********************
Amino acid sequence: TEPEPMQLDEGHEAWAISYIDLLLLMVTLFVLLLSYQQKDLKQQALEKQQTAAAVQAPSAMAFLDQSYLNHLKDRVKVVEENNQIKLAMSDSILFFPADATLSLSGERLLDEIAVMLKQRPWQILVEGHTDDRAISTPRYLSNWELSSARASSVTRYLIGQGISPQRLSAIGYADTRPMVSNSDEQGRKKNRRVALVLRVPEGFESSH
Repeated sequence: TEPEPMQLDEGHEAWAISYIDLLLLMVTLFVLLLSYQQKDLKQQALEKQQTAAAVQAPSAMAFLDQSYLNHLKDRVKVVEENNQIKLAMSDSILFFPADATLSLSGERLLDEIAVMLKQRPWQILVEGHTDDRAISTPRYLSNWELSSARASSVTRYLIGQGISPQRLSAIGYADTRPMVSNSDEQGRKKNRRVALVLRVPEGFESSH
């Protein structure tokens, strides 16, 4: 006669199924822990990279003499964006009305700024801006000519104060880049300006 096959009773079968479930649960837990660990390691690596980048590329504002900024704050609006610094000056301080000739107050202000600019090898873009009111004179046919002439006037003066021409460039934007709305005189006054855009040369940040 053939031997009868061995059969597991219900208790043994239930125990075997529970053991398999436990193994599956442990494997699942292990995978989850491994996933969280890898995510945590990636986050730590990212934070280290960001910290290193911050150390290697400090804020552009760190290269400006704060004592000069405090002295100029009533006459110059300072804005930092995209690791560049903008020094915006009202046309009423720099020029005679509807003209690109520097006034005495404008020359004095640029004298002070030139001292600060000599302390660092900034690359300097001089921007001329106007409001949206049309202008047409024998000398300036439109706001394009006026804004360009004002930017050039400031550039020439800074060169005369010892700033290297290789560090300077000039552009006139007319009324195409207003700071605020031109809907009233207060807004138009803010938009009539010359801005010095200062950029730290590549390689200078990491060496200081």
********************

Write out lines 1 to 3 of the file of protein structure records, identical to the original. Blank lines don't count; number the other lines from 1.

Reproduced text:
Amino acid sequence: TEPEPMQLDEGHEAWAISYIDLLLLMVTLFVLLLSYQQKDLKQQALEKQQTAAAVQAPSAMAFLDQSYLNHLKDRVKVVEENNQIKLAMSDSILFFPADATLSLSGERLLDEIAVMLKQRPWQILVEGHTDDRAISTPRYLSNWELSSARASSVTRYLIGQGISPQRLSAIGYADTRPMVSNSDEQGRKKNRRVALVLRVPEGFESSH
Repeated sequence: TEPEPMQLDEGHEAWAISYIDLLLLMVTLFVLLLSYQQKDLKQQALEKQQTAAAVQAPSAMAFLDQSYLNHLKDRVKVVEENNQIKLAMSDSILFFPADATLSLSGERLLDEIAVMLKQRPWQILVEGHTDDRAISTPRYLSNWELSSARASSVTRYLIGQGISPQRLSAIGYADTRPMVSNSDEQGRKKNRRVALVLRVPEGFESSH
């Protein structure tokens, strides 16, 4: 006669199924822990990279003499964006009305700024801006000519104060880049300006 096959009773079968479930649960837990660990390691690596980048590329504002900024704050609006610094000056301080000739107050202000600019090898873009009111004179046919002439006037003066021409460039934007709305005189006054855009040369940040 053939031997009868061995059969597991219900208790043994239930125990075997529970053991398999436990193994599956442990494997699942292990995978989850491994996933969280890898995510945590990636986050730590990212934070280290960001910290290193911050150390290697400090804020552009760190290269400006704060004592000069405090002295100029009533006459110059300072804005930092995209690791560049903008020094915006009202046309009423720099020029005679509807003209690109520097006034005495404008020359004095640029004298002070030139001292600060000599302390660092900034690359300097001089921007001329106007409001949206049309202008047409024998000398300036439109706001394009006026804004360009004002930017050039400031550039020439800074060169005369010892700033290297290789560090300077000039552009006139007319009324195409207003700071605020031109809907009233207060807004138009803010938009009539010359801005010095200062950029730290590549390689200078990491060496200081």